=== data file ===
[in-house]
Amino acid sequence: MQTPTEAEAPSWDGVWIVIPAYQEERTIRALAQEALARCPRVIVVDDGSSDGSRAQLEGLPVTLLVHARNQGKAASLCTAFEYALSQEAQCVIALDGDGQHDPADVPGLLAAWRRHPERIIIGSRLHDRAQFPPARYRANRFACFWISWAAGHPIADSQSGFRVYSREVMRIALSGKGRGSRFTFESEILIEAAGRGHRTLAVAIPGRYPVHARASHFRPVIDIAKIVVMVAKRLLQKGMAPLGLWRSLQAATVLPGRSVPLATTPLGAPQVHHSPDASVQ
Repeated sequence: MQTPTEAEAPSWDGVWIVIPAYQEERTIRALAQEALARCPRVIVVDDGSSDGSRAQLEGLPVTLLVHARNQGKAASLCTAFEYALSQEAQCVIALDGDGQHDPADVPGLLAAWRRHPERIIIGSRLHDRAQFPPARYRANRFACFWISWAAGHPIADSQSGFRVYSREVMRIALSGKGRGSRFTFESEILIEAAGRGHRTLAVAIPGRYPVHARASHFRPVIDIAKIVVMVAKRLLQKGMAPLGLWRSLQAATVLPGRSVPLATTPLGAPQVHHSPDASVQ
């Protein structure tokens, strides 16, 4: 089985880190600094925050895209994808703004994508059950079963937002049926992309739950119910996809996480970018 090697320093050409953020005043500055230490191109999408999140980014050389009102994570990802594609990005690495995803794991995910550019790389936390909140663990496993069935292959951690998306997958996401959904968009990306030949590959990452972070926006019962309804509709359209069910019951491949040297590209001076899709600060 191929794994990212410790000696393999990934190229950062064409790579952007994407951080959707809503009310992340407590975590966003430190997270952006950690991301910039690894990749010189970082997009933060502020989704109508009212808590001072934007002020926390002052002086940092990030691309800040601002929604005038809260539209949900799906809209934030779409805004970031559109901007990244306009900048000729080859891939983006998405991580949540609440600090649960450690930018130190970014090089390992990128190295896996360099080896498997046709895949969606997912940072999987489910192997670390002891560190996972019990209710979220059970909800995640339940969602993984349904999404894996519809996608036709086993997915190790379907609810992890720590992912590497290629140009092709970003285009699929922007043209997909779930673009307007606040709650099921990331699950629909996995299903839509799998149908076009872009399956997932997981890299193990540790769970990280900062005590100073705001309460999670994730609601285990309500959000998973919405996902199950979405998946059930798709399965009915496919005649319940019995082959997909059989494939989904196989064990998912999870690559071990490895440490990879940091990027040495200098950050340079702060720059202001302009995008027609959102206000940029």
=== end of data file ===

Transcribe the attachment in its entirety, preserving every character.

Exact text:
[in-house]
Amino acid sequence: MQTPTEAEAPSWDGVWIVIPAYQEERTIRALAQEALARCPRVIVVDDGSSDGSRAQLEGLPVTLLVHARNQGKAASLCTAFEYALSQEAQCVIALDGDGQHDPADVPGLLAAWRRHPERIIIGSRLHDRAQFPPARYRANRFACFWISWAAGHPIADSQSGFRVYSREVMRIALSGKGRGSRFTFESEILIEAAGRGHRTLAVAIPGRYPVHARASHFRPVIDIAKIVVMVAKRLLQKGMAPLGLWRSLQAATVLPGRSVPLATTPLGAPQVHHSPDASVQ
Repeated sequence: MQTPTEAEAPSWDGVWIVIPAYQEERTIRALAQEALARCPRVIVVDDGSSDGSRAQLEGLPVTLLVHARNQGKAASLCTAFEYALSQEAQCVIALDGDGQHDPADVPGLLAAWRRHPERIIIGSRLHDRAQFPPARYRANRFACFWISWAAGHPIADSQSGFRVYSREVMRIALSGKGRGSRFTFESEILIEAAGRGHRTLAVAIPGRYPVHARASHFRPVIDIAKIVVMVAKRLLQKGMAPLGLWRSLQAATVLPGRSVPLATTPLGAPQVHHSPDASVQ
């Protein structure tokens, strides 16, 4: 089985880190600094925050895209994808703004994508059950079963937002049926992309739950119910996809996480970018 090697320093050409953020005043500055230490191109999408999140980014050389009102994570990802594609990005690495995803794991995910550019790389936390909140663990496993069935292959951690998306997958996401959904968009990306030949590959990452972070926006019962309804509709359209069910019951491949040297590209001076899709600060 191929794994990212410790000696393999990934190229950062064409790579952007994407951080959707809503009310992340407590975590966003430190997270952006950690991301910039690894990749010189970082997009933060502020989704109508009212808590001072934007002020926390002052002086940092990030691309800040601002929604005038809260539209949900799906809209934030779409805004970031559109901007990244306009900048000729080859891939983006998405991580949540609440600090649960450690930018130190970014090089390992990128190295896996360099080896498997046709895949969606997912940072999987489910192997670390002891560190996972019990209710979220059970909800995640339940969602993984349904999404894996519809996608036709086993997915190790379907609810992890720590992912590497290629140009092709970003285009699929922007043209997909779930673009307007606040709650099921990331699950629909996995299903839509799998149908076009872009399956997932997981890299193990540790769970990280900062005590100073705001309460999670994730609601285990309500959000998973919405996902199950979405998946059930798709399965009915496919005649319940019995082959997909059989494939989904196989064990998912999870690559071990490895440490990879940091990027040495200098950050340079702060720059202001302009995008027609959102206000940029």